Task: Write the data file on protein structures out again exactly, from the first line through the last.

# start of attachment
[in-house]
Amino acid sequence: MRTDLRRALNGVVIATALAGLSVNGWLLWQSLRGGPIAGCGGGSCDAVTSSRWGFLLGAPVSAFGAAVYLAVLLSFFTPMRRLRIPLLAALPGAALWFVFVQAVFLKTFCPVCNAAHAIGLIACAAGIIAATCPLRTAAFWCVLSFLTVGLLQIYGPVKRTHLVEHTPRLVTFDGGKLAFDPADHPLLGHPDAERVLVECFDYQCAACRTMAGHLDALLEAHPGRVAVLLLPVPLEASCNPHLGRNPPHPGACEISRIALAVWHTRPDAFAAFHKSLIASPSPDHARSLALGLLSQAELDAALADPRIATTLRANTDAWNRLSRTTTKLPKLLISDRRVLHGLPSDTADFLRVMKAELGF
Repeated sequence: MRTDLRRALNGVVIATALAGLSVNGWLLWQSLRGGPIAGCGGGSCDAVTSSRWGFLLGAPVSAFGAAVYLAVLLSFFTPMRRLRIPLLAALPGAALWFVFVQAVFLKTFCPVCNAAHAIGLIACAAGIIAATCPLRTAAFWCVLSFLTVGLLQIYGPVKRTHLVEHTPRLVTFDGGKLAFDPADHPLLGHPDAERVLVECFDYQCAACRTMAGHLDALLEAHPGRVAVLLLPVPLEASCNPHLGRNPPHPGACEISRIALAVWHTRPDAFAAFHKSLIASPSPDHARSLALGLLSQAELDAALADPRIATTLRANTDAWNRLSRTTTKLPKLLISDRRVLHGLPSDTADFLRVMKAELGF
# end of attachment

[in-house]
Amino acid sequence: MRTDLRRALNGVVIATALAGLSVNGWLLWQSLRGGPIAGCGGGSCDAVTSSRWGFLLGAPVSAFGAAVYLAVLLSFFTPMRRLRIPLLAALPGAALWFVFVQAVFLKTFCPVCNAAHAIGLIACAAGIIAATCPLRTAAFWCVLSFLTVGLLQIYGPVKRTHLVEHTPRLVTFDGGKLAFDPADHPLLGHPDAERVLVECFDYQCAACRTMAGHLDALLEAHPGRVAVLLLPVPLEASCNPHLGRNPPHPGACEISRIALAVWHTRPDAFAAFHKSLIASPSPDHARSLALGLLSQAELDAALADPRIATTLRANTDAWNRLSRTTTKLPKLLISDRRVLHGLPSDTADFLRVMKAELGF
Repeated sequence: MRTDLRRALNGVVIATALAGLSVNGWLLWQSLRGGPIAGCGGGSCDAVTSSRWGFLLGAPVSAFGAAVYLAVLLSFFTPMRRLRIPLLAALPGAALWFVFVQAVFLKTFCPVCNAAHAIGLIACAAGIIAATCPLRTAAFWCVLSFLTVGLLQIYGPVKRTHLVEHTPRLVTFDGGKLAFDPADHPLLGHPDAERVLVECFDYQCAACRTMAGHLDALLEAHPGRVAVLLLPVPLEASCNPHLGRNPPHPGACEISRIALAVWHTRPDAFAAFHKSLIASPSPDHARSLALGLLSQAELDAALADPRIATTLRANTDAWNRLSRTTTKLPKLLISDRRVLHGLPSDTADFLRVMKAELGF